Six years in the pop music world is a long time. In fact, for many artists, it's a lifetime or two. Suzanne Vega has been away from recording for a long time, but it isn't because she hasn't been working. She is the subject of Some Journey, a documentary film by Christopher Seufert; in addition, she hosted a memorial concert for her late brother, artist Timothy Vega in 2002, performed with Bill Frisell at the Century of Song concerts in Germany, hosted the American Public Media series American Mavericks (which won a Peabody Award), played a huge gig in Central Park in 2006, played live in the online game Second Life (she was the first artist of many to do so), got remarried, and changed record labels. She's also been writing songs: lots of them. Songs in Red and Gray, her last offering for A&M, was issued just two weeks after 9/11. Beauty and Crime is a lengthy meditation on the city of New York, the place she calls home. These songs glide like a harlequin's ghost through the hearts and minds of city residents past and present, on its streets, in its hotels, apartments, in every corner of the city. There is more than the hint of memory on Beauty & Crime. The album is dedicated to the memory of Tim, who lived on "Ludlow Street" -- the name of the set's second cut, a searing and simply moving tribute to him -- and cites as muses in part "...Edith Wharton and all her heroines...and Frank Sinatra and Ava Gardner for their passion," and who have songs named for them here. In doing so, 9/11 itself cannot be left out of the equation, and the album's final two cuts deal with personal versions of this story, one of which is informed by her brother-in-law Angel Ruiz, a New York City cop stationed at Ground Zero after the attacks on the World Trade Center. Most of these songs look at life in the interim, or remembering what the city was like in the '70s as on the cut "Zephyr and I."
Musically, this is easily her most adventurous record ever; yet it is also more accessible than any album since her debut. The craft and care put into the songs themselves and their articulation by Vega and producer Jimmy Hogarth are amazing. Here, emotions are laid bare in places whether in the first, second, or third persons, but they are always placed inside elegant yet spare lyrics that are taut, poetic, and evocative. The dreamy soundscape contains layers of guitars, percussion (organic, electronic and live, in one case) strings, reeds, brass, and backing singers (including daughter Ruby Froom who appears on a couple of cuts, and KT Tunstall who appears once). But it's the sound of Vega's acoustic guitar on all these songs that is unmistakably at the top and provides the album's anchor. It's important to note this, simply because it keeps these beautiful pop songs rooted in a new kind of contemporary folk that Vega was a pioneer of in the '80s. And it keeps her rooted to her own catalog, from the beginning to the present. In other words, as she has experimented in the past with all kinds of sounds, she has forever remained herself and never more so than here, whether it's the jazzy, faux bossa nova of "Pornographer's Dream" or its predecessor, the stunning "New York Is a Woman." "Frank and Ava," is a rocking pop tune whose electric and acoustic guitars entwine, seemingly kissing, wrapped around a bassline played by Tony Shanahan from the Patti Smith Group. The deliberate interweaving of strings and her guitar on "Edith Wharton's Figurines" offers a glimpse of the late author's studied cool and dignity as it speaks from the voices of her characters to a songwriter who can see not only herself, but the anonymous millions of others living in and around New York City. "Bound," whose title is attended by a glimpse of Vega's wedding to poet and lawyer Paul Mills (who waited for her for 26 years), along with "As You Are Now," about her daughter (which also contain a photograph of its subject) are among the most nakedly personal songs she has ever written. "Angel's Doorway" is as pointed a musical vignette as one is likely to hear in a pop song. With electric guitars, a seemingly cheesy synth line, droning bassline, and sparkling acoustic guitar with the flat thud of the percussion offers its tonalities of the various voices of those in the city who have been snuffed out but live inside the subject.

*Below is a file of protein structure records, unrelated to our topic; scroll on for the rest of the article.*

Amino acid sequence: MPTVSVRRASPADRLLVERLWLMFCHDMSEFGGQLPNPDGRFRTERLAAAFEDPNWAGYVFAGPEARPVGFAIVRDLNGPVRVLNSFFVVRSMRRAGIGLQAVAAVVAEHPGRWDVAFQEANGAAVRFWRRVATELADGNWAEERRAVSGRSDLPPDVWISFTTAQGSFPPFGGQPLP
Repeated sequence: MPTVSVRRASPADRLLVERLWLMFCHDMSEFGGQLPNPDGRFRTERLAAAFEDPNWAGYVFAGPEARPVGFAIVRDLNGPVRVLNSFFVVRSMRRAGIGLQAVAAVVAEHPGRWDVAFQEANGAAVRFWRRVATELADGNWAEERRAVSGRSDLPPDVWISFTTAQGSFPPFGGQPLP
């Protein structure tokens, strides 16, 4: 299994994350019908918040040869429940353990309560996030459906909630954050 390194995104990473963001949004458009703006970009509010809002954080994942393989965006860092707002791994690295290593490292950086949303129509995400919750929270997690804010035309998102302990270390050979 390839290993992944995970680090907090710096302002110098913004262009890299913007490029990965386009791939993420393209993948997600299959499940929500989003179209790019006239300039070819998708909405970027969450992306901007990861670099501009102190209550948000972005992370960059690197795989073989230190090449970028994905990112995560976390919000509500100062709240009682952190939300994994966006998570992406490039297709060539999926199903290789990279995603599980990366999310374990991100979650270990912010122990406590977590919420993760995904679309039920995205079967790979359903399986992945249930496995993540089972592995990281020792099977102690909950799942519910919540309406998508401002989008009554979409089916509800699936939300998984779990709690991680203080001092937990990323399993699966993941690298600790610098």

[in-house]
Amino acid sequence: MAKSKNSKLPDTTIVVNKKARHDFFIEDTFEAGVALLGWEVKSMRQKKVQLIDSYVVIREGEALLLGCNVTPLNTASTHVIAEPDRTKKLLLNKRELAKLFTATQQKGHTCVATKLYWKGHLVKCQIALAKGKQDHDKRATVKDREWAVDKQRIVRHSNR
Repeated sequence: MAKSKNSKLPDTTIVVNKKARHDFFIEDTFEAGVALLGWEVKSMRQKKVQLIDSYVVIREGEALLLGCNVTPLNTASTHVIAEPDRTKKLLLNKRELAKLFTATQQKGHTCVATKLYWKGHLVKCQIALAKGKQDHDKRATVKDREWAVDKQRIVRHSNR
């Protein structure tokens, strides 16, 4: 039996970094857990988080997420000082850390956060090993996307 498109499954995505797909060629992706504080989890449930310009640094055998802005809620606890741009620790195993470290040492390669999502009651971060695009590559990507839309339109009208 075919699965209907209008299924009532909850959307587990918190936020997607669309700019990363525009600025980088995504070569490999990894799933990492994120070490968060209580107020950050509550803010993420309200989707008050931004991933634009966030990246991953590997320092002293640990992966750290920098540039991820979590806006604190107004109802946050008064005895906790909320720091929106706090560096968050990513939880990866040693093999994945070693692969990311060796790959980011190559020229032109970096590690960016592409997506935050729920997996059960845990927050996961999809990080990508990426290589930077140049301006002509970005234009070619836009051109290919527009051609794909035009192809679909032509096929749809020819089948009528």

The final track, "Anniversary," written a year after 9/11, opens with Vega's guitar skeletally framing her melody. It is the contemplative sound of a city that's gone on, changed forever yet forever itself, despite it being "thick with ghosts, the wind whips 'round its circuitries...as they meet you on each corner/meet you on each street..." even as the residents are exhorted to "watch for daily braveries/notice newfound courtesies/finger sudden legacies..." The song isn't a eulogy, it's the sound that does not simply memorialize, but opens a new chapter. Artists have always helped the rest of us make sense of upheaval, tragedy, tumultuous change, confusion and the darkness that often accompanies history. On Beauty & Crime, Vega accomplishes this in spades, but without any ideologies or with empty, overly simplistic ruminations or platitudes. Her grief is personal and so is her sense of gratitude, dignity, and love -- especially when it's hard. The opening words to "Ludlow Street," way back on track two, sum it up directly and may be the credo of the entire album: "Love is the only thing that matters/Love is the only thing that's real/I know we hear this every day/It's still the hardest thing to feel." Beauty& Crime is, without reservation, the defining creative moment of Suzanne Vega's career thus far, and a morally and emotionally communicative recording that instructs even as it confesses from inside, and reports from the margins and becomes, in its graceful impurity, a vision that is singular and utterly direct.